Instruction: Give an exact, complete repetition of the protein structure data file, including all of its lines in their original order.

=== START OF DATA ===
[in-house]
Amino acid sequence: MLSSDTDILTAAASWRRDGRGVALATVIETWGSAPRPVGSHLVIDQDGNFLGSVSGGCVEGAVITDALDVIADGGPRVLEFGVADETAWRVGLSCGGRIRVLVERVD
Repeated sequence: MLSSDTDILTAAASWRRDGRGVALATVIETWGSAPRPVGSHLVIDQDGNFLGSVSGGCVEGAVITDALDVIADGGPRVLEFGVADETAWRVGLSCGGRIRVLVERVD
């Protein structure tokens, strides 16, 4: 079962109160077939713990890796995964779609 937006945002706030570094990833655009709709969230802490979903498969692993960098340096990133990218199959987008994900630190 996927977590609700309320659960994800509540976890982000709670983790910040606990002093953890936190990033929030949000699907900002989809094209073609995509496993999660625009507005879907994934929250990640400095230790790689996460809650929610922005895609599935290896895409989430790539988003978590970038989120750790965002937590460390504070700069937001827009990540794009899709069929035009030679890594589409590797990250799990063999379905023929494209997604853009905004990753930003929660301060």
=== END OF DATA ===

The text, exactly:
[in-house]
Amino acid sequence: MLSSDTDILTAAASWRRDGRGVALATVIETWGSAPRPVGSHLVIDQDGNFLGSVSGGCVEGAVITDALDVIADGGPRVLEFGVADETAWRVGLSCGGRIRVLVERVD
Repeated sequence: MLSSDTDILTAAASWRRDGRGVALATVIETWGSAPRPVGSHLVIDQDGNFLGSVSGGCVEGAVITDALDVIADGGPRVLEFGVADETAWRVGLSCGGRIRVLVERVD
């Protein structure tokens, strides 16, 4: 079962109160077939713990890796995964779609 937006945002706030570094990833655009709709969230802490979903498969692993960098340096990133990218199959987008994900630190 996927977590609700309320659960994800509540976890982000709670983790910040606990002093953890936190990033929030949000699907900002989809094209073609995509496993999660625009507005879907994934929250990640400095230790790689996460809650929610922005895609599935290896895409989430790539988003978590970038989120750790965002937590460390504070700069937001827009990540794009899709069929035009030679890594589409590797990250799990063999379905023929494209997604853009905004990753930003929660301060």